31 October 2020 04:32
Mr Afzal, whose older brother Umar died in April, wants the CPS to prosecute the Prime Minister's adviser for his 260-mile trip to Durham with wife Mary Wakefield and their son at the height of lockdown. A Mirror and Guardian probe earlier this year revealed the couple's rule-breaking journey to his parents' home, which included a trip to Barnard Castle which Mr Cummings said was to test his eyesight for the drive back to their London home. In the submission, Mr Afzal's lawyers claim eye-witness accounts and the explanations given by Mr Cummings show he was responsible for six breaches of lockdown regulations. Mr Afzal, ex-CPS Chief Prosecutor for the North West, said: "The police investigation thus far has been cursory and incomplete. A former crown prosecutor has sent authorities a dossier accusing the prime minister's chief adviser of breaking coronavirus laws and perverting the course of justice.
Police later found that he may have breached the law during a trip to Barnard Castle, but said they would not fine or prosecute him. Lawyers acting for Nazir Afzal OBE, the former chief crown prosecutor for northwest England, have now sent investigators legal submissions calling for action to be taken. "It also concludes that the test [for bringing charges] appears to be satisfied in relation to one offence of perverting the course of justice, that arises from Mr Cummings' statement in the Rose Garden in Downing Street on 25 May," it added. Durham Constabulary said there "might have been a minor breach of the Regulations that would have warranted police intervention" with Mr Cummings' trip to Barnard Castle on Easter Sunday. A CPS spokesperson said investigations into alleged criminal conduct were a matter for the police and that it has no power to direct them.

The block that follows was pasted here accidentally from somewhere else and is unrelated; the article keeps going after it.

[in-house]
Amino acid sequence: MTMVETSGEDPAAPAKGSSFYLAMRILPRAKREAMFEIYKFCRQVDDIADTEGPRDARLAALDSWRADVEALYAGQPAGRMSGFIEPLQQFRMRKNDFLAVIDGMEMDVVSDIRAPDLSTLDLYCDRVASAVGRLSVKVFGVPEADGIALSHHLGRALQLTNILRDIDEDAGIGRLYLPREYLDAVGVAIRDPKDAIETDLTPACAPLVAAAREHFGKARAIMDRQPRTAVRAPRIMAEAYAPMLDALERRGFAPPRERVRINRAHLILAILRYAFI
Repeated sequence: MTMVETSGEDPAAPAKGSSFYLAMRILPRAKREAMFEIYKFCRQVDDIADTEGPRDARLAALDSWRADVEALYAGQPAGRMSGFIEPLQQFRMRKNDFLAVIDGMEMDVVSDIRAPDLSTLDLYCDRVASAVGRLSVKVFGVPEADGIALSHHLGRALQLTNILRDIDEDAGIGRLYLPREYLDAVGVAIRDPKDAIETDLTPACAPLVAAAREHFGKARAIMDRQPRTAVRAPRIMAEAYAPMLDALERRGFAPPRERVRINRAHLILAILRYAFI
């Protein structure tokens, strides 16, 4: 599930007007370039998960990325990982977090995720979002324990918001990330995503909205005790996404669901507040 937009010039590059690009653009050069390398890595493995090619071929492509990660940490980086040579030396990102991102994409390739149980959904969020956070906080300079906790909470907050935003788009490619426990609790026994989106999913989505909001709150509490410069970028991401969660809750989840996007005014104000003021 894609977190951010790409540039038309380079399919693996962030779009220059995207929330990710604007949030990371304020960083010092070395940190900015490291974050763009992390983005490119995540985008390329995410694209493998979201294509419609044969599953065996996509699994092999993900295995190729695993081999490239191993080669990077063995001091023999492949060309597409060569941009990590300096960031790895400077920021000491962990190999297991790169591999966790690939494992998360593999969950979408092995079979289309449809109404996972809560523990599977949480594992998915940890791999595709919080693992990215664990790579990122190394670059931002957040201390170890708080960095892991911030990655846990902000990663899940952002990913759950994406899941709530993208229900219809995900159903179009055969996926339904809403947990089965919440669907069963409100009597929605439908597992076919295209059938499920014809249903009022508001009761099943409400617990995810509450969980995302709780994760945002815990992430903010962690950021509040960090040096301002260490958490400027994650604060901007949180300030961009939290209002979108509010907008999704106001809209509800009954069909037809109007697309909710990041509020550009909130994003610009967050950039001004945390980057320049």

The submissions from Afzal's lawyers said Cummings' account appeared to have influenced a three-day investigation by Durham police into his lockdown journeys. Afzal's dossier includes eight annexes of new statements from witnesses in Barnard Castle and Durham. Afzal, whose brother Umar died of coronavirus when he was self-isolating at home on 8 April when Cummings was in Durham, said he wanted to get to the truth. Nazir Afzal, a former chief prosecutor for North West England whose older brother Umar died with coronavirus in April, has submitted new evidence to suggest the Prime Minister's chief aide may have lied over his trip in April to Durham. Mr Afzal's dossier is based on new eyewitness claims said to be 'wholly inconsistent' with the account that Mr Cummings gave when he admitted travelling to the North East during the lockdown.
Police and the Crown Prosecution Service have been handed a dossier urging them to investigate Dominic Cummings for allegedly perverting the course of justice, it has emerged. The Northern Echo can confirm a 225-page report has been handed to police and CPS about Mr Cummings' journeys to the north-east, including his notorious trip to Barnard Castle at the height of lockdown. The former chief prosecutor for the North West Nazir Afzal wants the CPS to prosecute the Prime Minister's adviser for his 260-mile trip to Durham. However, Afzal's lawyers gave details of the allegations in the documents, which were sent on Friday to Durham police, the Metropolitan police and Max Hill, the director of public prosecutions, and his staff at the CPS.